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Hugelkultur question  RSS feed

 
Posts: 11
Location: Tucson, AZ
chicken dog greening the desert
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I've just obtained some acreage with a burned to the frame double wide trailer about 30 minutes southwest of Tucson (about 40 miles from the Mexican border). There is a huge amount of trash (clothing, glass, plastic, and such) that needs to be cleaned up and some of it is milled wood. I was wondering if I could use that wood as the base of a Hugelkultur pile? Some of the wood is plywood, some is particle board, 1x6s, 2x4s and some 4x4 post and I want to make sure I don't put in some wood that wouldn't work. Could I contaminate the ground (more than it already is from the melted plastic and such from the fire) by using possibly treated lumber in the base of a pile?

The land is sloped and bisected by a dry creek bed. There are stands of mesquite towards the back of the property. I plan to clean up the mesquite and clear out the dead wood to use as Hugelkultur piles. I know I need to observe the water flow during the monsoons before I start putting in swales and such. I'm on a 5 year plan so there is no rush. I want to make sure to keep as much water on my property as possible and if anyone has any suggestions to help accomplish this I would greatly appreciate some dialog.  

22616CE0-C2C6-4532-B99B-85F42C4AD9F2.jpeg
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The back half of the property
4F191A6A-21D7-4B4F-8732-4711E28223E8.jpeg
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The burnt structure
 
pollinator
Posts: 591
Location: 6a
117
dog forest garden hugelkultur trees woodworking
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Buck Anfeldt wrote:I've just obtained some acreage with a burned to the frame double wide trailer about 30 minutes southwest of Tucson (about 40 miles from the Mexican border). There is a huge amount of trash (clothing, glass, plastic, and such) that needs to be cleaned up and some of it is milled wood. I was wondering if I could use that wood as the base of a Hugelkultur pile? Some of the wood is plywood, some is particle board, 1x6s, 2x4s and some 4x4 post and I want to make sure I don't put in some wood that wouldn't work. Could I contaminate the ground (more than it already is from the melted plastic and such from the fire) by using possibly treated lumber in the base of a pile?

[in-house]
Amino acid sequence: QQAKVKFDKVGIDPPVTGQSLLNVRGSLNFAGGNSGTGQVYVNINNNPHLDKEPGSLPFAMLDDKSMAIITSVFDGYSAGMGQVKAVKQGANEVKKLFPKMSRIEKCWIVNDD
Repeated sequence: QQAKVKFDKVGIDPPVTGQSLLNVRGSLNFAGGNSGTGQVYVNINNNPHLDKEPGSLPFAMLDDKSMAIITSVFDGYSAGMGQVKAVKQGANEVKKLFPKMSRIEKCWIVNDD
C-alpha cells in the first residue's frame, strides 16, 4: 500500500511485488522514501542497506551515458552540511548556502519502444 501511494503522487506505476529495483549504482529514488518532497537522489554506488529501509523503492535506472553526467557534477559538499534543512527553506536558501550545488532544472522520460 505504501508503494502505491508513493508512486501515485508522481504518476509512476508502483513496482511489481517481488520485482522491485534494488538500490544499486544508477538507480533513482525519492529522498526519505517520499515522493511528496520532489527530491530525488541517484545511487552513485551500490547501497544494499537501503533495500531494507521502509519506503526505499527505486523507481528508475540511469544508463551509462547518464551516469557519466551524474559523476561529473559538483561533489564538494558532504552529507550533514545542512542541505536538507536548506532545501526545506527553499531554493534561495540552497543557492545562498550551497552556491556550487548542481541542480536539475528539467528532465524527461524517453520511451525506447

The land is sloped and bisected by a dry creek bed. There are stands of mesquite towards the back of the property. I plan to clean up the mesquite and clear out the dead wood to use as Hugelkultur piles. I know I need to observe the water flow during the monsoons before I start putting in swales and such. I'm on a 5 year plan so there is no rush. I want to make sure to keep as much water on my property as possible and if anyone has any suggestions to help accomplish this I would greatly appreciate some dialog.  



If the dimensional wood is in good enough shape I would use it for hardscape. Things like compost pile bins, raised beds or as stakes, trellising, or to build some shade.    Typically you use partly rotted logs but I must admit I put just about any natural biomass I can find.     I lived in Arizona so I know water retention and shade are a big deal.  Mesquite is a nitrogen fixer so I would use any living trees as a nursery for other plants.  

 Maybe make one small hugel out of the wood and observe how it does for you.    There are all kinds of rules and they are all meant to be broken...use what you have.        If you are looking for a good biomass tree check out various acacia trees  they grow really fast, create tons of trimmings and cast good shade.    The only thing to consider is if the wood is allelopathic.  I would avoid Arizona Cedars.

P.S.  I didn't see the picks,  when I look at all of that wood in the burnt structure I'm thinking garden shed :-)



 
Buck Anfeldt
Posts: 11
Location: Tucson, AZ
chicken dog greening the desert
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Most of that wood is dry rotted and brittle. I plan to reuse what I can but there is quite a bit of plywood that is falling apart, particle board that is crumbling, etc. Could this be used as a base as long as I planted ornamentals on top? Nothing edible, just pleasing to the eye stuff.
 
Scott Foster
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Posts: 591
Location: 6a
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Buck Anfeldt wrote:Most of that wood is dry rotted and brittle. I plan to reuse what I can but there is quite a bit of plywood that is falling apart, particle board that is crumbling, etc. Could this be used as a base as long as I planted ornamentals on top? Nothing edible, just pleasing to the eye stuff.




I would give it a try.
 
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